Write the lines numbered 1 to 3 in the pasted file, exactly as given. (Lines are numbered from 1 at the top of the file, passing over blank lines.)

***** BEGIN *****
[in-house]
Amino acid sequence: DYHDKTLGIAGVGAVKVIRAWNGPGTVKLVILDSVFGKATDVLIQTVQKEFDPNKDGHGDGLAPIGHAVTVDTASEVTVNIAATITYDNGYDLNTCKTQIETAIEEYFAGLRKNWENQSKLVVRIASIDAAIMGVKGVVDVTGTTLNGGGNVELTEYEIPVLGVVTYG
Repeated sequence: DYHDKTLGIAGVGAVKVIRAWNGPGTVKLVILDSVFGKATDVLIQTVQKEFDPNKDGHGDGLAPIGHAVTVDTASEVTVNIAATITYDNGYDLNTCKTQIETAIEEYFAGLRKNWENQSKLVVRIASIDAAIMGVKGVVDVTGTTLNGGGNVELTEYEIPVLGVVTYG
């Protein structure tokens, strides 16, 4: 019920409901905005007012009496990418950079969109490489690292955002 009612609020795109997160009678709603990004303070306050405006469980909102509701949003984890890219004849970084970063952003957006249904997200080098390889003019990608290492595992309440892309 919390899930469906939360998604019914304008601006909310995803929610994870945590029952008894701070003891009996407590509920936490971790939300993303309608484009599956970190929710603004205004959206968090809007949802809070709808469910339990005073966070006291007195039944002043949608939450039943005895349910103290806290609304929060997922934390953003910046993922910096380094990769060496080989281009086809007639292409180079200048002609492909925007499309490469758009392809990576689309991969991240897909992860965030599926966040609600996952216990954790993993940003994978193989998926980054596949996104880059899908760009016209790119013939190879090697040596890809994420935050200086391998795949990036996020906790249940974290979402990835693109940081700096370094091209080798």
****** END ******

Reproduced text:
[in-house]
Amino acid sequence: DYHDKTLGIAGVGAVKVIRAWNGPGTVKLVILDSVFGKATDVLIQTVQKEFDPNKDGHGDGLAPIGHAVTVDTASEVTVNIAATITYDNGYDLNTCKTQIETAIEEYFAGLRKNWENQSKLVVRIASIDAAIMGVKGVVDVTGTTLNGGGNVELTEYEIPVLGVVTYG
Repeated sequence: DYHDKTLGIAGVGAVKVIRAWNGPGTVKLVILDSVFGKATDVLIQTVQKEFDPNKDGHGDGLAPIGHAVTVDTASEVTVNIAATITYDNGYDLNTCKTQIETAIEEYFAGLRKNWENQSKLVVRIASIDAAIMGVKGVVDVTGTTLNGGGNVELTEYEIPVLGVVTYG